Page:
Medway Middle School, High School recognized as a 2020-21 Lead the Way Distinguished Schools project

For immediate release

MEDWAY – Medway Middle School Principal Amanda Luizzi and Medway High School Principal John Murray are pleased to announce that both schools have been recognized as Project Distinguished Schools 2020-2021.

Medway Middle School is one of 158 colleges to be recognized as Distinguished Gateway School and Medway High School is one of 204 high schools to be recognized as Distinguished High School. Both are national honors that recognize the work of schools in providing broad access to transformative learning opportunities for students through PLTW programs.

Both schools had to meet a number of criteria regarding courses or units offered, student participation, and strategies that support proportional demographic representation. Learn more about the criteria here.

Three Project Lead the Way courses are offered at Medway Middle School. Sixth grade students take App Creators, which introduces them to computers through the development of mobile applications. In seventh grade, students learn about the design process and apply it by designing a therapeutic toy for a child with cerebral palsy. Eighth grade students can follow Automation and Robotics, in which they explore mechanical systems and computer control systems.

“Courses like App Creators and Automation and Robotics encourage creativity and collaboration among our students, introduce them to PLTW topics and concepts and allow them to see the avenues available to them at the high school level,” said principal Luizzi . “Our teachers have worked hard over the past year to ensure that our students have access to meaningful learning opportunities during the pandemic, and I am happy to see their work honored with this recognition as a PLTW Distinguished Gateway. School. “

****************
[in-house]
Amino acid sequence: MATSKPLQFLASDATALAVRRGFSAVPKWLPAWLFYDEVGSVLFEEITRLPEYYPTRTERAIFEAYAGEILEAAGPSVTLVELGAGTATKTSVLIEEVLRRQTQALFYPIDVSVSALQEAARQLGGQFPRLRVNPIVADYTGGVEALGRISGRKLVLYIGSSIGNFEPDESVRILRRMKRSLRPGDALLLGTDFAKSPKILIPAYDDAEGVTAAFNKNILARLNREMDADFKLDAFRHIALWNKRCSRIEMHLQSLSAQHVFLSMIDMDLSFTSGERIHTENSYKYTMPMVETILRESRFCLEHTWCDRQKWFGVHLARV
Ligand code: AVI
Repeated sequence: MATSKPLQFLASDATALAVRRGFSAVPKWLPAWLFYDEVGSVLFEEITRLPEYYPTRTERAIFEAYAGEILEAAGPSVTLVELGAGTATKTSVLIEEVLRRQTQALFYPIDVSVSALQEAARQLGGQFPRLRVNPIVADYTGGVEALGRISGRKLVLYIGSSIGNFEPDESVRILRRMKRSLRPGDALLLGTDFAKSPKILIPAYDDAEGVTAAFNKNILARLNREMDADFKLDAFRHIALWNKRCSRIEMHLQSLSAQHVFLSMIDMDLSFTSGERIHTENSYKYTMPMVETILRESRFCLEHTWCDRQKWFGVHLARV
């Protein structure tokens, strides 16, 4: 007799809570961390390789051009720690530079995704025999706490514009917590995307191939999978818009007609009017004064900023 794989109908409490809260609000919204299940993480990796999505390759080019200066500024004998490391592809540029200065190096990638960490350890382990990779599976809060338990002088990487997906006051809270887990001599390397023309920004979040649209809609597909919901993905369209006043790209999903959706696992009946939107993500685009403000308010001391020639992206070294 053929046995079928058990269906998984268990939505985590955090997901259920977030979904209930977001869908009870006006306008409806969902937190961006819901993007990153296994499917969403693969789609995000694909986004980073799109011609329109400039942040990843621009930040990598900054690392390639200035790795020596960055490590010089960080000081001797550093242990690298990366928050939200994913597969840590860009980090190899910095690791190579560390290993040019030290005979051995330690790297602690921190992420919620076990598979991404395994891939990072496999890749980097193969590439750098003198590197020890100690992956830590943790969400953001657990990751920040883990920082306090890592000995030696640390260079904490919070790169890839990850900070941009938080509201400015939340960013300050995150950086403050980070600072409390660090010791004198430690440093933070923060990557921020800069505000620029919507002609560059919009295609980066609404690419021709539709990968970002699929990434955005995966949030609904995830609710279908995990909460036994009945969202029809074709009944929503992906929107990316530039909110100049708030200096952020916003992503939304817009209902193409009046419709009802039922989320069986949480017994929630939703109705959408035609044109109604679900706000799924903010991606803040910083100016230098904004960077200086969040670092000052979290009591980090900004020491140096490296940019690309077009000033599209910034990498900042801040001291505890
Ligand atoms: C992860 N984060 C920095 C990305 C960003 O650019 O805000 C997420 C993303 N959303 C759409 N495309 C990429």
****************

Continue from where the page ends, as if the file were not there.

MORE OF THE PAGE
Medway High School adopted the PLTW Engineering Program by offering the Introductory Engineering Course (IED). The high school was able to add additional PLTW courses as the curriculum developed, including Principles of Engineering (POE), Civil Engineering and Architecture (CEA), and the Capstone Project course. The PLTW engineering course is complemented by many of the school’s physics courses, allowing students to make connections between engineering designs and concepts learned in physics.

MHS also added the Biomedical Sciences track, which includes Principles of Biomedical Systems (PBS), Human Body Systems (HBS), Medical Interventions (MI) and a Capstone Project course. The path of biomedical sciences is also supplemented by many biology courses in the school. MHS students can choose either route or try both.

MHS also currently has an active Science Olympiad club and a Women in STEM club, and many members of both clubs are involved in at least one of the PLTW courses. The PLTW program has also inspired the development of introductory and advanced high school robotics programs and a robotics club.

“We are proud to offer several PLTW courses and we are always delighted to see a high level of participation among our students,” said Director Murray. “PLTW programs are of tremendous benefit to our students, enabling them to engage in critical thinking, problem solving, and hands-on learning in the classroom – skills that will benefit them no matter what career path they take. they decide to continue. We would not be able to offer these courses and clubs without the dedication and hard work of our PLTW teachers.

PLTW also provides professional development opportunities and ongoing support for teachers. Learn more about PLTW here.

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